Telemedicine brings neonatologists to high-risk newborns' bedside

Nov. 18, 2016

Approximately 1 in 1,000 newborns will require advanced resuscitation after delivery. When these high-risk deliveries occur in a regional referral center such as Mayo Clinic, newborn outcomes can be optimized under the care of a multidisciplinary team that has frequent experience with neonatal resuscitation. However, if a similar high-risk delivery occurs in a community hospital, the local providers may face unique challenges when responding to delivery room emergencies.

This disparity based on birth location was what motivated Christopher E. Colby, M.D., chair of Neonatal Medicine at Mayo Clinic's campus in Rochester, Minnesota, to explore the use of telemedicine for newborn resuscitation. His first consultation was for an extremely preterm baby with an unknown gestational age due to limited prenatal care. The local physician was unsure if the newborn was viable and if resuscitation was indicated. After examining the baby via video, Dr. Colby determined the neonate was likely 26 to 28 weeks gestation and proceeded to guide the resuscitation and stabilization. After a short time in the Mayo Clinic neonatal intensive care unit (NICU), the baby was transferred back to the local level II nursery. From there, the healthy infant was discharged home.

Since that first consult, Mayo Clinic has become a leader in using emergency video telemedicine to support community providers during high-risk deliveries. This program allows Rochester-based neonatologists to consult with local care teams in 10 health system sites. Prior to using telemedicine, only 43 percent of newborns in Mayo Clinic Health System sites had access to a neonatologist if they required advanced resuscitation. With Mayo Clinic's synchronous newborn telemedicine program, 100 percent of newborns in this region may benefit from the expertise of Mayo's neonatologists should the resuscitation become a challenge.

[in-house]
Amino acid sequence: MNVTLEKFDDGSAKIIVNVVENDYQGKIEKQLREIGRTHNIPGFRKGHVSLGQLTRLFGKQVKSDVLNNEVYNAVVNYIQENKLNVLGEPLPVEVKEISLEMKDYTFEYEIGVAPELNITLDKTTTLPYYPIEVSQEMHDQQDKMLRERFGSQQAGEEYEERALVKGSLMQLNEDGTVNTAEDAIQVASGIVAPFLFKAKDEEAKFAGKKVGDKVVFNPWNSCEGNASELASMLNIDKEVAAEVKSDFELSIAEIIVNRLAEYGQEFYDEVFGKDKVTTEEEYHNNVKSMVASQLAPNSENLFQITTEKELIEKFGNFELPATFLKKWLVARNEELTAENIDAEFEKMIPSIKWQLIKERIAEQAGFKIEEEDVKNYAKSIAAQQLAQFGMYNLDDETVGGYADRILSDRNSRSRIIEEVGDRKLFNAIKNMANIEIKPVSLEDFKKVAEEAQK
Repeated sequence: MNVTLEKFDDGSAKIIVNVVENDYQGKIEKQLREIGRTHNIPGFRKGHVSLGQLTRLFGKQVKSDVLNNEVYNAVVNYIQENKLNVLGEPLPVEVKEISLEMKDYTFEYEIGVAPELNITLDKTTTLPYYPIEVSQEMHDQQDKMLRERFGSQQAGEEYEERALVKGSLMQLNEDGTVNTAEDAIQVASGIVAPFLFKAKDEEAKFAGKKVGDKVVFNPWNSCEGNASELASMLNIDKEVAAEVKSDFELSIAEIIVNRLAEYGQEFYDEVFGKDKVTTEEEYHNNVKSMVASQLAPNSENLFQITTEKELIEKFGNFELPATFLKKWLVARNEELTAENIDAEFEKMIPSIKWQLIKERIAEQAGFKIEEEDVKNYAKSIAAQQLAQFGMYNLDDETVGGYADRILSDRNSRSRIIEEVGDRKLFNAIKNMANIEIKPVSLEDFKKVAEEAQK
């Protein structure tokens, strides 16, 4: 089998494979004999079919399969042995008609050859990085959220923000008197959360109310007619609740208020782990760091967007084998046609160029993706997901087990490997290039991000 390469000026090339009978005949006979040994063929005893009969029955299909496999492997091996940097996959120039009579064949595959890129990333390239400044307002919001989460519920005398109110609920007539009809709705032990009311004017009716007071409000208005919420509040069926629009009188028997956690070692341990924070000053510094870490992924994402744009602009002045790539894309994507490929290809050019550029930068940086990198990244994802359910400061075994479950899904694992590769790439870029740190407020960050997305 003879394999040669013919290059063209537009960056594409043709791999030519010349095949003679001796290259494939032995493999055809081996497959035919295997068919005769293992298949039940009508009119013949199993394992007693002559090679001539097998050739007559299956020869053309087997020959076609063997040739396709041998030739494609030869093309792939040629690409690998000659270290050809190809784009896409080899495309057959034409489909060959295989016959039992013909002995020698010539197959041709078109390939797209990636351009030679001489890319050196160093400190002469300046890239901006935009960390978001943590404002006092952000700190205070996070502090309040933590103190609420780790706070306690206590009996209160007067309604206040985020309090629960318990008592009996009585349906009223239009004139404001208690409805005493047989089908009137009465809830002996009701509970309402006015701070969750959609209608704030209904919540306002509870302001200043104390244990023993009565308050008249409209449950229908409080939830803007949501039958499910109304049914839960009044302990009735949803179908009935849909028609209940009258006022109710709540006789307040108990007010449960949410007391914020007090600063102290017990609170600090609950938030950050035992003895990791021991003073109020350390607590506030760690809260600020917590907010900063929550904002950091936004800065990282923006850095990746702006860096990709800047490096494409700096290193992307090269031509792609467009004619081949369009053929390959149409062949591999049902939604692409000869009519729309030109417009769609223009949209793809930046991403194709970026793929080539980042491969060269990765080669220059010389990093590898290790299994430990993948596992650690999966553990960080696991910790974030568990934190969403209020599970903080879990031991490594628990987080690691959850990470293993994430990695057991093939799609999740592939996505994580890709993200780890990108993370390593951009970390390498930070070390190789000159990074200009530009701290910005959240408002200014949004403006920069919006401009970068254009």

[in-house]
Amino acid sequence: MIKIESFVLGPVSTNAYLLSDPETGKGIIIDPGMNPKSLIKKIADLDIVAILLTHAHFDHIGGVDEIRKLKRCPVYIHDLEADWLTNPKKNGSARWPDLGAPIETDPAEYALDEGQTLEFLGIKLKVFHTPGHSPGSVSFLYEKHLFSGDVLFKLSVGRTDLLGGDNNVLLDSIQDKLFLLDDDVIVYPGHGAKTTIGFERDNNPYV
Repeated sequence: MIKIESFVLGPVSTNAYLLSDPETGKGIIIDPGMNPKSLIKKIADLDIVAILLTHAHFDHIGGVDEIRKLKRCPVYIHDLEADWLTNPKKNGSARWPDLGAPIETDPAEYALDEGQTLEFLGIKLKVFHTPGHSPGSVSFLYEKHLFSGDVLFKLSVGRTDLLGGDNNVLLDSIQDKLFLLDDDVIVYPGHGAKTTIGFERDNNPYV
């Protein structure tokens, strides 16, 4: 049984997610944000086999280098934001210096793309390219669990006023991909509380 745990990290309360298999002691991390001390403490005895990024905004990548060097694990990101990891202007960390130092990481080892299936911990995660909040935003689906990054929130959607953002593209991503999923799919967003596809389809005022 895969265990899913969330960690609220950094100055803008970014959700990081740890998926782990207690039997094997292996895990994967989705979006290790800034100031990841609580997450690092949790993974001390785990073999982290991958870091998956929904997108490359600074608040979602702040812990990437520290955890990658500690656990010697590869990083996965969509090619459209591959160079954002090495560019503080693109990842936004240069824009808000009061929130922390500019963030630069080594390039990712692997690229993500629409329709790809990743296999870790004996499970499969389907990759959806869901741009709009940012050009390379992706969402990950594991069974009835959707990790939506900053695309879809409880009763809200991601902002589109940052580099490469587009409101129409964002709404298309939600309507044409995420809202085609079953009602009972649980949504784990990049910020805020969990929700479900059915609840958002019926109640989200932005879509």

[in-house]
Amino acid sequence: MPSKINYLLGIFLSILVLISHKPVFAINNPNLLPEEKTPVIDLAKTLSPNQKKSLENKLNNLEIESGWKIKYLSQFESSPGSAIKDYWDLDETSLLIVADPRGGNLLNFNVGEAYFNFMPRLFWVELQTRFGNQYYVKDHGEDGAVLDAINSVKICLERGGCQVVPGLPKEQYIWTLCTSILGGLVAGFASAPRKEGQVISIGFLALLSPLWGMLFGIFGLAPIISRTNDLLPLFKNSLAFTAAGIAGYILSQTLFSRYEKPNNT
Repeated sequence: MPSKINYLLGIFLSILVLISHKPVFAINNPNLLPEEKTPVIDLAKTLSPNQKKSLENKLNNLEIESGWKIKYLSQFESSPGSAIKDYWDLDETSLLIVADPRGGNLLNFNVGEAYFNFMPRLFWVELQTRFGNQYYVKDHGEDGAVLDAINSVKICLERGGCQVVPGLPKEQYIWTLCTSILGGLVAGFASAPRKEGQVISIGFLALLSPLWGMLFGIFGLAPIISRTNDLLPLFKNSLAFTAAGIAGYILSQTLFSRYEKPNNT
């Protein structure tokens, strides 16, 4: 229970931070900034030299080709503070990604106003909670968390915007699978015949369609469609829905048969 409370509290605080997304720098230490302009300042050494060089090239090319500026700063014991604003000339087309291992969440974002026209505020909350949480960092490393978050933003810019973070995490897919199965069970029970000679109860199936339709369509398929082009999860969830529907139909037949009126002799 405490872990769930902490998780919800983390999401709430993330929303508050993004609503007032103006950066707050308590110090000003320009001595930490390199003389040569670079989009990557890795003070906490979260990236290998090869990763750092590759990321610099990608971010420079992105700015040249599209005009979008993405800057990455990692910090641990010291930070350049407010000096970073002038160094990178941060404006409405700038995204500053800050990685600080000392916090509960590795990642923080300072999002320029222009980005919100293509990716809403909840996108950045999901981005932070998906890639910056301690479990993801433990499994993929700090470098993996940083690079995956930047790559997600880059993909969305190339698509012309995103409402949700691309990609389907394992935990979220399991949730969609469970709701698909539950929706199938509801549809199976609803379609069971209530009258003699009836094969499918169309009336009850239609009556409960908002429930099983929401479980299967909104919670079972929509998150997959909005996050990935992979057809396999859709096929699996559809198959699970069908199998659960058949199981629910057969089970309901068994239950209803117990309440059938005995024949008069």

The department's experience with emergency telemedicine for newborn resuscitation was published in Mayo Clinic Proceedings in December 2016. Since the first pilot case in March 2013, the Division of Neonatal Medicine has provided over 110 telemedicine consultations. The most common indication for consultation is prematurity (including a case of 22-week twins born in a community hospital with a level I nursery) followed by respiratory distress and perinatal depression. Using video telemedicine, the neonatologist is able to assist the local team in the critical steps of newborn resuscitation, including effective ventilation, endotracheal intubation, and other lifesaving procedures such as umbilical line placement and thoracocentesis.

After the neonatal telemedicine consult, nearly one-third of the patients are able to remain in their local hospital. Because the neonatologist can use telemedicine to visualize the baby and provide effective remote-guided care, this may prevent the unnecessary transfer of patients to the NICU. This high-value, telemedicine-based practice model allows babies to remain with their parents in the local community hospital — improving the patient and family experience.

Mayo Clinic's neonatal telemedicine program has been well-received by the local care teams. Nearly 96 percent of local physicians would use telemedicine again and would recommend it to their colleagues. Most importantly, local physicians agree that the telemedicine consult improved patient safety, the quality of care or both in 95 percent of surveyed cases. According to Jennifer L. Fang, M.D., with Neonatal Medicine at Mayo Clinic in Minnesota, the next step is to study the impact telemedicine has on the quality of newborn resuscitations.

"While we and our colleagues in the health system believe telemedicine is improving delivery room care, we need to design a study to better answer that question," she says. The Division of Neonatal Medicine is conducting a retrospective study to determine the impact telemedicine has on multiple newborn resuscitation quality metrics, including Apgar scores, need for chest compressions or cardiac medications, and the time and value of first temperature, serum glucose and blood gas.

For more information

Fang JL, et al. Emergency video telemedicine consultation for newborn resuscitations: The Mayo Clinic experience. Mayo Clinic Proceedings. 2016;91:1735.